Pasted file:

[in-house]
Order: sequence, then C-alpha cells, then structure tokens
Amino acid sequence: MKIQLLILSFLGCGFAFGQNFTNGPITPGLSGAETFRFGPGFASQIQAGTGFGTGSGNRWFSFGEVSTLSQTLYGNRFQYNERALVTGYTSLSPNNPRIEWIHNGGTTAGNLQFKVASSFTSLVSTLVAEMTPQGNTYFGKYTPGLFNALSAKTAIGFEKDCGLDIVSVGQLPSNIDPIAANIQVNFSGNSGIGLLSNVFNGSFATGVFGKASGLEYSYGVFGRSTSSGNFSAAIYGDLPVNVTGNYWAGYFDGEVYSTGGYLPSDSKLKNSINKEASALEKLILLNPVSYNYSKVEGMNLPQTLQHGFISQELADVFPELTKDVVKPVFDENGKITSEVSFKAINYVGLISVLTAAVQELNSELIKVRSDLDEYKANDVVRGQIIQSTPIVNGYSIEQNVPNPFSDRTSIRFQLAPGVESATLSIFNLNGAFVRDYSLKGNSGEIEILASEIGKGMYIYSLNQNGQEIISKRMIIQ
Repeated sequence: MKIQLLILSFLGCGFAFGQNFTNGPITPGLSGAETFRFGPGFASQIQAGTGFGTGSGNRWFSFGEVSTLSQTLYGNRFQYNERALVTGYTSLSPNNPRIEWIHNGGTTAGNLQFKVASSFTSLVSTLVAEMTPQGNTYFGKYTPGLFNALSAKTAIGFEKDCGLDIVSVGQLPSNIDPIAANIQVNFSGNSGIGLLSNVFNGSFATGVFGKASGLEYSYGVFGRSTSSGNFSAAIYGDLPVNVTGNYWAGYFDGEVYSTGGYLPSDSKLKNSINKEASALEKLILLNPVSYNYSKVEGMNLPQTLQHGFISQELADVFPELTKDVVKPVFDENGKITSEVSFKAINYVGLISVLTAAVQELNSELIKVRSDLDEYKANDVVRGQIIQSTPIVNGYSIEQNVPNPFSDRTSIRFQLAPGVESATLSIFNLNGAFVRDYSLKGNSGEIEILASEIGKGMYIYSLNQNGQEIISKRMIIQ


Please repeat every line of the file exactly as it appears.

[in-house]
Order: sequence, then C-alpha cells, then structure tokens
Amino acid sequence: MKIQLLILSFLGCGFAFGQNFTNGPITPGLSGAETFRFGPGFASQIQAGTGFGTGSGNRWFSFGEVSTLSQTLYGNRFQYNERALVTGYTSLSPNNPRIEWIHNGGTTAGNLQFKVASSFTSLVSTLVAEMTPQGNTYFGKYTPGLFNALSAKTAIGFEKDCGLDIVSVGQLPSNIDPIAANIQVNFSGNSGIGLLSNVFNGSFATGVFGKASGLEYSYGVFGRSTSSGNFSAAIYGDLPVNVTGNYWAGYFDGEVYSTGGYLPSDSKLKNSINKEASALEKLILLNPVSYNYSKVEGMNLPQTLQHGFISQELADVFPELTKDVVKPVFDENGKITSEVSFKAINYVGLISVLTAAVQELNSELIKVRSDLDEYKANDVVRGQIIQSTPIVNGYSIEQNVPNPFSDRTSIRFQLAPGVESATLSIFNLNGAFVRDYSLKGNSGEIEILASEIGKGMYIYSLNQNGQEIISKRMIIQ
Repeated sequence: MKIQLLILSFLGCGFAFGQNFTNGPITPGLSGAETFRFGPGFASQIQAGTGFGTGSGNRWFSFGEVSTLSQTLYGNRFQYNERALVTGYTSLSPNNPRIEWIHNGGTTAGNLQFKVASSFTSLVSTLVAEMTPQGNTYFGKYTPGLFNALSAKTAIGFEKDCGLDIVSVGQLPSNIDPIAANIQVNFSGNSGIGLLSNVFNGSFATGVFGKASGLEYSYGVFGRSTSSGNFSAAIYGDLPVNVTGNYWAGYFDGEVYSTGGYLPSDSKLKNSINKEASALEKLILLNPVSYNYSKVEGMNLPQTLQHGFISQELADVFPELTKDVVKPVFDENGKITSEVSFKAINYVGLISVLTAAVQELNSELIKVRSDLDEYKANDVVRGQIIQSTPIVNGYSIEQNVPNPFSDRTSIRFQLAPGVESATLSIFNLNGAFVRDYSLKGNSGEIEILASEIGKGMYIYSLNQNGQEIISKRMIIQ